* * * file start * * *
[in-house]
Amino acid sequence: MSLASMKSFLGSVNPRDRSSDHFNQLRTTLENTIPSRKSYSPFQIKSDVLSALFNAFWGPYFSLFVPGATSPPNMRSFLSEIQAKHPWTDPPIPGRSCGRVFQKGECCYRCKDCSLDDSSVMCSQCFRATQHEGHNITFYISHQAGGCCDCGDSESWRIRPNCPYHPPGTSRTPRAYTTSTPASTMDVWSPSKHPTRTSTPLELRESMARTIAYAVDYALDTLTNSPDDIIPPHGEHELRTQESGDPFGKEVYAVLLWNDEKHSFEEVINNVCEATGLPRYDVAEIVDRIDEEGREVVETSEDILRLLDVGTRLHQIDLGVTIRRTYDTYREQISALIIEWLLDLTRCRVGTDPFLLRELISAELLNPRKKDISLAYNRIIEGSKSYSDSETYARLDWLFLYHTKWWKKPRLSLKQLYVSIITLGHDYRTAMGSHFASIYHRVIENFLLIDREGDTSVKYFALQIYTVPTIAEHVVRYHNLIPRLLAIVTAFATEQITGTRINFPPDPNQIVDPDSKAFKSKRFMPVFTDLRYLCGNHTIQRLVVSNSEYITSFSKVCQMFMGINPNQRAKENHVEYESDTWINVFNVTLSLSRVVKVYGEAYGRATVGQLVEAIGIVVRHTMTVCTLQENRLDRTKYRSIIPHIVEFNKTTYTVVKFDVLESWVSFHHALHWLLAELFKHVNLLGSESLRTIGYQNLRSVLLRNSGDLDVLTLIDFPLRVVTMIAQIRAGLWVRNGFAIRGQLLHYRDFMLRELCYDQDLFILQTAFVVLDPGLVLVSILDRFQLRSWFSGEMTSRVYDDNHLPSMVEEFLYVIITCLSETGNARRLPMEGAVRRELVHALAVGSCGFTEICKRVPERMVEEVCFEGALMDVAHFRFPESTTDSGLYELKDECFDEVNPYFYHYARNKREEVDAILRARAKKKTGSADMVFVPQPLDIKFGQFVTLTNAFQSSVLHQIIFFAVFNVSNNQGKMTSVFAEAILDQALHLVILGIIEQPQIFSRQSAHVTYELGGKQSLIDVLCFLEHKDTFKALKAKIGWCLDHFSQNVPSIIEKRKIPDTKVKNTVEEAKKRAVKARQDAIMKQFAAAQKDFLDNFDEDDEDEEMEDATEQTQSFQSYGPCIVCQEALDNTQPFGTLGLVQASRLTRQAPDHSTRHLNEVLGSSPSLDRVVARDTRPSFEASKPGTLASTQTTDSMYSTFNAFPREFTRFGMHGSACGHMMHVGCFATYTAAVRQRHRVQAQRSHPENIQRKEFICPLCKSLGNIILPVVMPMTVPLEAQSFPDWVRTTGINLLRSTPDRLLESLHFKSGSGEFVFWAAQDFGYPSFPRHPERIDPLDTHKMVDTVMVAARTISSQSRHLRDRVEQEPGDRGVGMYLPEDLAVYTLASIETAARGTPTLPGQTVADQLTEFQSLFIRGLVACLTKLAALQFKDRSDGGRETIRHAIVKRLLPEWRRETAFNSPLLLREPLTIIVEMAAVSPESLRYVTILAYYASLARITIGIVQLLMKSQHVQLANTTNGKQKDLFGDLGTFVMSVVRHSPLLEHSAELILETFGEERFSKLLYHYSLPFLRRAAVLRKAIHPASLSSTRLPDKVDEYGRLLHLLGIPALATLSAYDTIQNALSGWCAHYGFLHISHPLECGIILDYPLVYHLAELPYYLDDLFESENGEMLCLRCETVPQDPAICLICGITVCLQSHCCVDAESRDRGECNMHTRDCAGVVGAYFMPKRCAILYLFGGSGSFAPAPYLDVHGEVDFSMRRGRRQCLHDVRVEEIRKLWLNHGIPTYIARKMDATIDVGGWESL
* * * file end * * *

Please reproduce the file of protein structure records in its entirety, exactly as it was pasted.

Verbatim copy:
[in-house]
Amino acid sequence: MSLASMKSFLGSVNPRDRSSDHFNQLRTTLENTIPSRKSYSPFQIKSDVLSALFNAFWGPYFSLFVPGATSPPNMRSFLSEIQAKHPWTDPPIPGRSCGRVFQKGECCYRCKDCSLDDSSVMCSQCFRATQHEGHNITFYISHQAGGCCDCGDSESWRIRPNCPYHPPGTSRTPRAYTTSTPASTMDVWSPSKHPTRTSTPLELRESMARTIAYAVDYALDTLTNSPDDIIPPHGEHELRTQESGDPFGKEVYAVLLWNDEKHSFEEVINNVCEATGLPRYDVAEIVDRIDEEGREVVETSEDILRLLDVGTRLHQIDLGVTIRRTYDTYREQISALIIEWLLDLTRCRVGTDPFLLRELISAELLNPRKKDISLAYNRIIEGSKSYSDSETYARLDWLFLYHTKWWKKPRLSLKQLYVSIITLGHDYRTAMGSHFASIYHRVIENFLLIDREGDTSVKYFALQIYTVPTIAEHVVRYHNLIPRLLAIVTAFATEQITGTRINFPPDPNQIVDPDSKAFKSKRFMPVFTDLRYLCGNHTIQRLVVSNSEYITSFSKVCQMFMGINPNQRAKENHVEYESDTWINVFNVTLSLSRVVKVYGEAYGRATVGQLVEAIGIVVRHTMTVCTLQENRLDRTKYRSIIPHIVEFNKTTYTVVKFDVLESWVSFHHALHWLLAELFKHVNLLGSESLRTIGYQNLRSVLLRNSGDLDVLTLIDFPLRVVTMIAQIRAGLWVRNGFAIRGQLLHYRDFMLRELCYDQDLFILQTAFVVLDPGLVLVSILDRFQLRSWFSGEMTSRVYDDNHLPSMVEEFLYVIITCLSETGNARRLPMEGAVRRELVHALAVGSCGFTEICKRVPERMVEEVCFEGALMDVAHFRFPESTTDSGLYELKDECFDEVNPYFYHYARNKREEVDAILRARAKKKTGSADMVFVPQPLDIKFGQFVTLTNAFQSSVLHQIIFFAVFNVSNNQGKMTSVFAEAILDQALHLVILGIIEQPQIFSRQSAHVTYELGGKQSLIDVLCFLEHKDTFKALKAKIGWCLDHFSQNVPSIIEKRKIPDTKVKNTVEEAKKRAVKARQDAIMKQFAAAQKDFLDNFDEDDEDEEMEDATEQTQSFQSYGPCIVCQEALDNTQPFGTLGLVQASRLTRQAPDHSTRHLNEVLGSSPSLDRVVARDTRPSFEASKPGTLASTQTTDSMYSTFNAFPREFTRFGMHGSACGHMMHVGCFATYTAAVRQRHRVQAQRSHPENIQRKEFICPLCKSLGNIILPVVMPMTVPLEAQSFPDWVRTTGINLLRSTPDRLLESLHFKSGSGEFVFWAAQDFGYPSFPRHPERIDPLDTHKMVDTVMVAARTISSQSRHLRDRVEQEPGDRGVGMYLPEDLAVYTLASIETAARGTPTLPGQTVADQLTEFQSLFIRGLVACLTKLAALQFKDRSDGGRETIRHAIVKRLLPEWRRETAFNSPLLLREPLTIIVEMAAVSPESLRYVTILAYYASLARITIGIVQLLMKSQHVQLANTTNGKQKDLFGDLGTFVMSVVRHSPLLEHSAELILETFGEERFSKLLYHYSLPFLRRAAVLRKAIHPASLSSTRLPDKVDEYGRLLHLLGIPALATLSAYDTIQNALSGWCAHYGFLHISHPLECGIILDYPLVYHLAELPYYLDDLFESENGEMLCLRCETVPQDPAICLICGITVCLQSHCCVDAESRDRGECNMHTRDCAGVVGAYFMPKRCAILYLFGGSGSFAPAPYLDVHGEVDFSMRRGRRQCLHDVRVEEIRKLWLNHGIPTYIARKMDATIDVGGWESL